First offshore wind turbine to be buoyed off Norway
StatoilHydro, using experience from oil and gas exploration, will test a turbine in $80 million pilot.
Wind power's best days may be out at sea.
Energy company StatoilHydro on Thursday announced Hywind, a project to test a large-scale offshore wind turbine.
The 2.3-megawatt turbine, a Siemens machine that is 65 meters high, will sit atop a buoy tied down by three anchors.
The system can work in depths ranging from 120 meters to 700 meters, according to StatoilHydro. It will be tested, starting in 2009, off the coast of Norway.
Building offshore wind turbines is an idea that has been advocated for some time. One advantage is that they are, in theory, out of sight, allaying NIMBY (not in my backyard) sentiment.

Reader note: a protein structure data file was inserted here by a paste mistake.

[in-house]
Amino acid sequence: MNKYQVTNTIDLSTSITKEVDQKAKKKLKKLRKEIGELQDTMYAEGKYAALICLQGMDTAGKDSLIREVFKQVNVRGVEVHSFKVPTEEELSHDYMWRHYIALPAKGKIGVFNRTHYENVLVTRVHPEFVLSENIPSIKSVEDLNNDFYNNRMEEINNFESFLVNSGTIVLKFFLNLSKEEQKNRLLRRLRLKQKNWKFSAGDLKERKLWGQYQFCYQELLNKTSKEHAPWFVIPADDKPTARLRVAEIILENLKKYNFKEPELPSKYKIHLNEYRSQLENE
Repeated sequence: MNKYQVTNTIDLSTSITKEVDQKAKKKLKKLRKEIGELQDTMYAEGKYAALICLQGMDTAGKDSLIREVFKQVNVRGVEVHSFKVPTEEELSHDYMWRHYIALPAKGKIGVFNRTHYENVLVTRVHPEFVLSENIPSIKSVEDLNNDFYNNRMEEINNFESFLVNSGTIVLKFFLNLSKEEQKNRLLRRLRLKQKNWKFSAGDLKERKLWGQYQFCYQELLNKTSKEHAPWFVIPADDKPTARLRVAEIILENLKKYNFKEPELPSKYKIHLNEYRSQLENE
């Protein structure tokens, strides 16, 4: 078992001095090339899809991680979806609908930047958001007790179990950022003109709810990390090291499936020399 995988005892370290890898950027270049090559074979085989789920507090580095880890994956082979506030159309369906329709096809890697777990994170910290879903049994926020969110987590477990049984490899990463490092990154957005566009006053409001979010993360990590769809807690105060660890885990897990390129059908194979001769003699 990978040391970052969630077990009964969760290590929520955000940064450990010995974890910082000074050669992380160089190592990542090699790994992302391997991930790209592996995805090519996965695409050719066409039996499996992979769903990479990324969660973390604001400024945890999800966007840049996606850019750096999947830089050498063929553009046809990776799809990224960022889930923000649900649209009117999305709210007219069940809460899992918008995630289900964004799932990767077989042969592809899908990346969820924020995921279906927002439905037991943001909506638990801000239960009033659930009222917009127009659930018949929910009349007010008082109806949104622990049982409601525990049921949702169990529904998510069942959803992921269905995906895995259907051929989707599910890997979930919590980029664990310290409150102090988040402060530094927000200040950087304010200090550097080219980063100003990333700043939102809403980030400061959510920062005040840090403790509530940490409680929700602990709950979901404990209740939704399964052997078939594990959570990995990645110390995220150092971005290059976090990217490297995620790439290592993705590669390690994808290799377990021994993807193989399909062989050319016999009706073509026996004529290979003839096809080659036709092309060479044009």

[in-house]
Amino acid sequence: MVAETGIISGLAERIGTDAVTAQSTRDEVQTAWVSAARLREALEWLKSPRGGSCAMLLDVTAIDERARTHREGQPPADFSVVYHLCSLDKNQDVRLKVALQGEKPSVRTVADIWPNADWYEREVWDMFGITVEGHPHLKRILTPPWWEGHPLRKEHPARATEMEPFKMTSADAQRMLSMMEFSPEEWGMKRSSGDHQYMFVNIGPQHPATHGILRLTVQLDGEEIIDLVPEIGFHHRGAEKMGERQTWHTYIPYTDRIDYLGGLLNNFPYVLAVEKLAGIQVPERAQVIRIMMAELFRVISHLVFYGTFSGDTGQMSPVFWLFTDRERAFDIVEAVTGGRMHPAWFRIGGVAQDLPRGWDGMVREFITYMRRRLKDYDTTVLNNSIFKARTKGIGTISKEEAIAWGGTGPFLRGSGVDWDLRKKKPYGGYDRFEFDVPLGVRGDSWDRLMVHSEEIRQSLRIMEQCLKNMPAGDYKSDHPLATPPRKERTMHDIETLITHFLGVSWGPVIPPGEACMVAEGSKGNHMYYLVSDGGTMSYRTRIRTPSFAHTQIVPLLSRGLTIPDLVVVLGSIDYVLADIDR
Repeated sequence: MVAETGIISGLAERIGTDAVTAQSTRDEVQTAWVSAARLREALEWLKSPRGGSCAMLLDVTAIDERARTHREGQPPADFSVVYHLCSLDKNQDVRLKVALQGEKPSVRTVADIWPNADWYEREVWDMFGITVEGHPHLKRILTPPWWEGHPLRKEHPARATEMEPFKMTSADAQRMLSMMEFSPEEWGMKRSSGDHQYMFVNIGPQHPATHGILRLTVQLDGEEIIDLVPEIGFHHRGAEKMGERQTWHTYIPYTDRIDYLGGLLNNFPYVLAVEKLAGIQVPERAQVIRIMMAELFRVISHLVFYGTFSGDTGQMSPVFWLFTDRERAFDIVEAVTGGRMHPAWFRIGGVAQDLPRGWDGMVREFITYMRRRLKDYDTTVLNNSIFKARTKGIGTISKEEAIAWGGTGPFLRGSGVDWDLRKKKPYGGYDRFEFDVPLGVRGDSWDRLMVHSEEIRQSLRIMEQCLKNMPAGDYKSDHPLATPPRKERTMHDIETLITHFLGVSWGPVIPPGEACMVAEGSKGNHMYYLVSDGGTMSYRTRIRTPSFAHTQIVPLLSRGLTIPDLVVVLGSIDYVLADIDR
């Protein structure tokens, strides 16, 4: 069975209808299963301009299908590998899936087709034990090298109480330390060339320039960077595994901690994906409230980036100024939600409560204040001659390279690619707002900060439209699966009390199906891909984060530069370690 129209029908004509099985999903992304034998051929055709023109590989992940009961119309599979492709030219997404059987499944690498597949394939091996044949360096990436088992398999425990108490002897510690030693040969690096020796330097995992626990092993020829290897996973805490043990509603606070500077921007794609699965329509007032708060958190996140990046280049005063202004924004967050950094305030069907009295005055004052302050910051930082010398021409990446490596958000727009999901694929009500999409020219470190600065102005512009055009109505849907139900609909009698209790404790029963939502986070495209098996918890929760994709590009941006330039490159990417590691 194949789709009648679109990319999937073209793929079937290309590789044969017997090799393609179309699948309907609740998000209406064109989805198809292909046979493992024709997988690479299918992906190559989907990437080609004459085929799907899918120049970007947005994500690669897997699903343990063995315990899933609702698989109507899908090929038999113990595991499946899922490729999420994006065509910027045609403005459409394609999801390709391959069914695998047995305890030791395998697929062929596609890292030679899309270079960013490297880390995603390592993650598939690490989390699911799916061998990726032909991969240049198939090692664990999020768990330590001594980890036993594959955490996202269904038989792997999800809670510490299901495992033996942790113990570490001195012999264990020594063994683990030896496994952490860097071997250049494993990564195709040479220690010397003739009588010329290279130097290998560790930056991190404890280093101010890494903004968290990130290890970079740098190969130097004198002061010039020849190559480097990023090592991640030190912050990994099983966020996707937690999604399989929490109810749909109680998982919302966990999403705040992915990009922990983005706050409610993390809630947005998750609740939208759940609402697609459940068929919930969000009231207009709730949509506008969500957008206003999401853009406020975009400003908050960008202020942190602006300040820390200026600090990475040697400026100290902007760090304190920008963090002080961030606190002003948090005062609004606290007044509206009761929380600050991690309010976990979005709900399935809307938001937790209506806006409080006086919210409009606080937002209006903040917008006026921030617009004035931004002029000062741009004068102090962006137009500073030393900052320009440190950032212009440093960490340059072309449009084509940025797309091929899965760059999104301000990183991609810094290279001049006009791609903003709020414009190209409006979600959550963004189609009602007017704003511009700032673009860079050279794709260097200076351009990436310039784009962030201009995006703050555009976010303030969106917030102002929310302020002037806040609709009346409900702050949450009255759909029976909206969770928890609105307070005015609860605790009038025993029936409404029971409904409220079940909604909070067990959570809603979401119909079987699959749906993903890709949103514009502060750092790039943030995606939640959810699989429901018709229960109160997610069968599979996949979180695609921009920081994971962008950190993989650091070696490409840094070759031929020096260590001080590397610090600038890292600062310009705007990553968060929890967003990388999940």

But there are a number of technical challenges and the cost burden of building electricity transmission lines back to where it can be used.
So there is still a lot of research and development required before offshore turbines are deployed for commercial power generation.
"The wind turbines must work satisfactorily even when subjected to movements, and it must also be possible to carry out necessary maintenance to the highest of safety standards," said Alexandra Bech Gjørv, the head of new energy at StatoilHydro, in a statement.